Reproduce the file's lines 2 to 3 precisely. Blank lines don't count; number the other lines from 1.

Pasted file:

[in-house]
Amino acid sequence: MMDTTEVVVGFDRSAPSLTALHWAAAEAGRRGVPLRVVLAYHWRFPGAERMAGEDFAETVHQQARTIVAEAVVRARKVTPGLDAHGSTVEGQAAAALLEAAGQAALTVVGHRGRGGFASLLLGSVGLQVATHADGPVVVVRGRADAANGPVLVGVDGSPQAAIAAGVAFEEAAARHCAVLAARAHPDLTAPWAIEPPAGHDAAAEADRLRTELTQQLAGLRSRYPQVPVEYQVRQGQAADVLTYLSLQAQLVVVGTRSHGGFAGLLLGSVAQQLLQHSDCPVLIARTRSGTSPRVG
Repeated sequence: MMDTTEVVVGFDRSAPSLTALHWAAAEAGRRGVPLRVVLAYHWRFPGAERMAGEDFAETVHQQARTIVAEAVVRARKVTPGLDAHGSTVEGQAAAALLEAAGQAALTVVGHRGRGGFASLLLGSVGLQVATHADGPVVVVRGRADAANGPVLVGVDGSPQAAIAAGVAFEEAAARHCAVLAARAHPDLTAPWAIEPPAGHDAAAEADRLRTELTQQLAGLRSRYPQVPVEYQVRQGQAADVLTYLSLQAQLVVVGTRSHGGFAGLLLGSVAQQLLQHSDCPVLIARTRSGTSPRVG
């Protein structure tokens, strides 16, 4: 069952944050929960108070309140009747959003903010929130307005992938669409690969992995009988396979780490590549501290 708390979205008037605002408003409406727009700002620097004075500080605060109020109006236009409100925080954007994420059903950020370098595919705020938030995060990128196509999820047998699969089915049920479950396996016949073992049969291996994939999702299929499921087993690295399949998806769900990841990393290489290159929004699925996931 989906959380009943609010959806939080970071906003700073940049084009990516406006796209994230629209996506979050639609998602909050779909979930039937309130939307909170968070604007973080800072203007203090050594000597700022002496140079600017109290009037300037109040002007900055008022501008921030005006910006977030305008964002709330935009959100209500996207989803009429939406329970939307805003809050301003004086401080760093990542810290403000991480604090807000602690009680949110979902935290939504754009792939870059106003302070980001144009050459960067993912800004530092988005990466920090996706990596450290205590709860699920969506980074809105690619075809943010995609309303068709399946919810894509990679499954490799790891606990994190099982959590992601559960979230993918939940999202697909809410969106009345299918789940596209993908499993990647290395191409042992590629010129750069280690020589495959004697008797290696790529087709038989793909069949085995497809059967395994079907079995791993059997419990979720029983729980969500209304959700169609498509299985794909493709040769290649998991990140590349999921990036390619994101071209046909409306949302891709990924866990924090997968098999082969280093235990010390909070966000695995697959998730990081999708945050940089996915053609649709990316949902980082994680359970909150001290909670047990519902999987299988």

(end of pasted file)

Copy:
Amino acid sequence: MMDTTEVVVGFDRSAPSLTALHWAAAEAGRRGVPLRVVLAYHWRFPGAERMAGEDFAETVHQQARTIVAEAVVRARKVTPGLDAHGSTVEGQAAAALLEAAGQAALTVVGHRGRGGFASLLLGSVGLQVATHADGPVVVVRGRADAANGPVLVGVDGSPQAAIAAGVAFEEAAARHCAVLAARAHPDLTAPWAIEPPAGHDAAAEADRLRTELTQQLAGLRSRYPQVPVEYQVRQGQAADVLTYLSLQAQLVVVGTRSHGGFAGLLLGSVAQQLLQHSDCPVLIARTRSGTSPRVG
Repeated sequence: MMDTTEVVVGFDRSAPSLTALHWAAAEAGRRGVPLRVVLAYHWRFPGAERMAGEDFAETVHQQARTIVAEAVVRARKVTPGLDAHGSTVEGQAAAALLEAAGQAALTVVGHRGRGGFASLLLGSVGLQVATHADGPVVVVRGRADAANGPVLVGVDGSPQAAIAAGVAFEEAAARHCAVLAARAHPDLTAPWAIEPPAGHDAAAEADRLRTELTQQLAGLRSRYPQVPVEYQVRQGQAADVLTYLSLQAQLVVVGTRSHGGFAGLLLGSVAQQLLQHSDCPVLIARTRSGTSPRVG